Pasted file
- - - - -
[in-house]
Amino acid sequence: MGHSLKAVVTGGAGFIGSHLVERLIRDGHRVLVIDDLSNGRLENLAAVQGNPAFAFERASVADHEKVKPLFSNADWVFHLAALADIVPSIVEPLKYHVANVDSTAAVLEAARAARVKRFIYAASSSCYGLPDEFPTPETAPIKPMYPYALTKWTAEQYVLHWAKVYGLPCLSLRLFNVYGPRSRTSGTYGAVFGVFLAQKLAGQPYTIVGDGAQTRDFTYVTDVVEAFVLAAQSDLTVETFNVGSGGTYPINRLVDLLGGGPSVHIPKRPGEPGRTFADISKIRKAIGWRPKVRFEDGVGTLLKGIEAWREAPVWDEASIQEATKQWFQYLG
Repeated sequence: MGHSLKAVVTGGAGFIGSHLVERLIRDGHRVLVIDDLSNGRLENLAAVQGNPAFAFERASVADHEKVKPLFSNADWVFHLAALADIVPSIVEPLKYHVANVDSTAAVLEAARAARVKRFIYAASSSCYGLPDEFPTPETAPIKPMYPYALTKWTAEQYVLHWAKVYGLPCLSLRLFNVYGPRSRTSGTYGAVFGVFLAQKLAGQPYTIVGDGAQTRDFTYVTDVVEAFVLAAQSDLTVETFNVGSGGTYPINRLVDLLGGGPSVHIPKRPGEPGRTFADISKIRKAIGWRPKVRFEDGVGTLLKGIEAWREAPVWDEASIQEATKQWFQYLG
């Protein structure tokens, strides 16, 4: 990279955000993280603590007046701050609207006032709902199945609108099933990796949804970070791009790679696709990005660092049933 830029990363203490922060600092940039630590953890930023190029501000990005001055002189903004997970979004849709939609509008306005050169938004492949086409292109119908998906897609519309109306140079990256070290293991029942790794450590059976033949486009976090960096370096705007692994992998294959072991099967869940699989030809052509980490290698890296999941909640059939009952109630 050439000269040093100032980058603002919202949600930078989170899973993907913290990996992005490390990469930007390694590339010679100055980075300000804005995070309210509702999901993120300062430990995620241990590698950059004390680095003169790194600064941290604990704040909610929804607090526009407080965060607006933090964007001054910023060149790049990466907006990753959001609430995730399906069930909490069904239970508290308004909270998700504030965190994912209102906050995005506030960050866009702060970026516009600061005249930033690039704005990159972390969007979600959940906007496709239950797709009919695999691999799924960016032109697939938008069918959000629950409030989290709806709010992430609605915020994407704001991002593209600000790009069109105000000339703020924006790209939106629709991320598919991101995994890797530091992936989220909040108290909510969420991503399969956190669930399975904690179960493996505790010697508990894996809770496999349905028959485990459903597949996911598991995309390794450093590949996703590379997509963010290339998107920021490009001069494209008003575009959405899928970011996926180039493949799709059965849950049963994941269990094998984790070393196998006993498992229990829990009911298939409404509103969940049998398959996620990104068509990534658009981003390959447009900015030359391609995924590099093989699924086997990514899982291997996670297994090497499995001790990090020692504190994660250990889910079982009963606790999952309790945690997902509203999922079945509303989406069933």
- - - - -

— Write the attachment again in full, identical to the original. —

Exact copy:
[in-house]
Amino acid sequence: MGHSLKAVVTGGAGFIGSHLVERLIRDGHRVLVIDDLSNGRLENLAAVQGNPAFAFERASVADHEKVKPLFSNADWVFHLAALADIVPSIVEPLKYHVANVDSTAAVLEAARAARVKRFIYAASSSCYGLPDEFPTPETAPIKPMYPYALTKWTAEQYVLHWAKVYGLPCLSLRLFNVYGPRSRTSGTYGAVFGVFLAQKLAGQPYTIVGDGAQTRDFTYVTDVVEAFVLAAQSDLTVETFNVGSGGTYPINRLVDLLGGGPSVHIPKRPGEPGRTFADISKIRKAIGWRPKVRFEDGVGTLLKGIEAWREAPVWDEASIQEATKQWFQYLG
Repeated sequence: MGHSLKAVVTGGAGFIGSHLVERLIRDGHRVLVIDDLSNGRLENLAAVQGNPAFAFERASVADHEKVKPLFSNADWVFHLAALADIVPSIVEPLKYHVANVDSTAAVLEAARAARVKRFIYAASSSCYGLPDEFPTPETAPIKPMYPYALTKWTAEQYVLHWAKVYGLPCLSLRLFNVYGPRSRTSGTYGAVFGVFLAQKLAGQPYTIVGDGAQTRDFTYVTDVVEAFVLAAQSDLTVETFNVGSGGTYPINRLVDLLGGGPSVHIPKRPGEPGRTFADISKIRKAIGWRPKVRFEDGVGTLLKGIEAWREAPVWDEASIQEATKQWFQYLG
């Protein structure tokens, strides 16, 4: 990279955000993280603590007046701050609207006032709902199945609108099933990796949804970070791009790679696709990005660092049933 830029990363203490922060600092940039630590953890930023190029501000990005001055002189903004997970979004849709939609509008306005050169938004492949086409292109119908998906897609519309109306140079990256070290293991029942790794450590059976033949486009976090960096370096705007692994992998294959072991099967869940699989030809052509980490290698890296999941909640059939009952109630 050439000269040093100032980058603002919202949600930078989170899973993907913290990996992005490390990469930007390694590339010679100055980075300000804005995070309210509702999901993120300062430990995620241990590698950059004390680095003169790194600064941290604990704040909610929804607090526009407080965060607006933090964007001054910023060149790049990466907006990753959001609430995730399906069930909490069904239970508290308004909270998700504030965190994912209102906050995005506030960050866009702060970026516009600061005249930033690039704005990159972390969007979600959940906007496709239950797709009919695999691999799924960016032109697939938008069918959000629950409030989290709806709010992430609605915020994407704001991002593209600000790009069109105000000339703020924006790209939106629709991320598919991101995994890797530091992936989220909040108290909510969420991503399969956190669930399975904690179960493996505790010697508990894996809770496999349905028959485990459903597949996911598991995309390794450093590949996703590379997509963010290339998107920021490009001069494209008003575009959405899928970011996926180039493949799709059965849950049963994941269990094998984790070393196998006993498992229990829990009911298939409404509103969940049998398959996620990104068509990534658009981003390959447009900015030359391609995924590099093989699924086997990514899982291997996670297994090497499995001790990090020692504190994660250990889910079982009963606790999952309790945690997902509203999922079945509303989406069933």